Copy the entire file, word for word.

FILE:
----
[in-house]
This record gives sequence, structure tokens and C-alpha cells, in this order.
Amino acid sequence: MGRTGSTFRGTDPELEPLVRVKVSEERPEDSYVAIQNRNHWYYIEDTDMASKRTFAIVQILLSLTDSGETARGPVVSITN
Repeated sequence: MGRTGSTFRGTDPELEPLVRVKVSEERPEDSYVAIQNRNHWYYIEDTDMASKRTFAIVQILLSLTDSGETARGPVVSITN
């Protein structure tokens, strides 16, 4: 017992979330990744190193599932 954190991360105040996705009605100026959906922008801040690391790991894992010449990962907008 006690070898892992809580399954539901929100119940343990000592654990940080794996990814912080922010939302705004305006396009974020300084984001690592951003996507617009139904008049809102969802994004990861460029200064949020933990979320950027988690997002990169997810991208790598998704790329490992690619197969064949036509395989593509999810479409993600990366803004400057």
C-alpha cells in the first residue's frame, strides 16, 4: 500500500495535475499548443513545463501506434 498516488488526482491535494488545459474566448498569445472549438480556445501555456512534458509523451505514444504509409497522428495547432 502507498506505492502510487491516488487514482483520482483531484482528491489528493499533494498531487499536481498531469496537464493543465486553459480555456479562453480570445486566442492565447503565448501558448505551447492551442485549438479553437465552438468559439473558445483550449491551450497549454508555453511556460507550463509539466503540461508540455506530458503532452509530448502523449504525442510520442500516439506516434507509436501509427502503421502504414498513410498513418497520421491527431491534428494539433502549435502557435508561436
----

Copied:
[in-house]
This record gives sequence, structure tokens and C-alpha cells, in this order.
Amino acid sequence: MGRTGSTFRGTDPELEPLVRVKVSEERPEDSYVAIQNRNHWYYIEDTDMASKRTFAIVQILLSLTDSGETARGPVVSITN
Repeated sequence: MGRTGSTFRGTDPELEPLVRVKVSEERPEDSYVAIQNRNHWYYIEDTDMASKRTFAIVQILLSLTDSGETARGPVVSITN
């Protein structure tokens, strides 16, 4: 017992979330990744190193599932 954190991360105040996705009605100026959906922008801040690391790991894992010449990962907008 006690070898892992809580399954539901929100119940343990000592654990940080794996990814912080922010939302705004305006396009974020300084984001690592951003996507617009139904008049809102969802994004990861460029200064949020933990979320950027988690997002990169997810991208790598998704790329490992690619197969064949036509395989593509999810479409993600990366803004400057």
C-alpha cells in the first residue's frame, strides 16, 4: 500500500495535475499548443513545463501506434 498516488488526482491535494488545459474566448498569445472549438480556445501555456512534458509523451505514444504509409497522428495547432 502507498506505492502510487491516488487514482483520482483531484482528491489528493499533494498531487499536481498531469496537464493543465486553459480555456479562453480570445486566442492565447503565448501558448505551447492551442485549438479553437465552438468559439473558445483550449491551450497549454508555453511556460507550463509539466503540461508540455506530458503532452509530448502523449504525442510520442500516439506516434507509436501509427502503421502504414498513410498513418497520421491527431491534428494539433502549435502557435508561436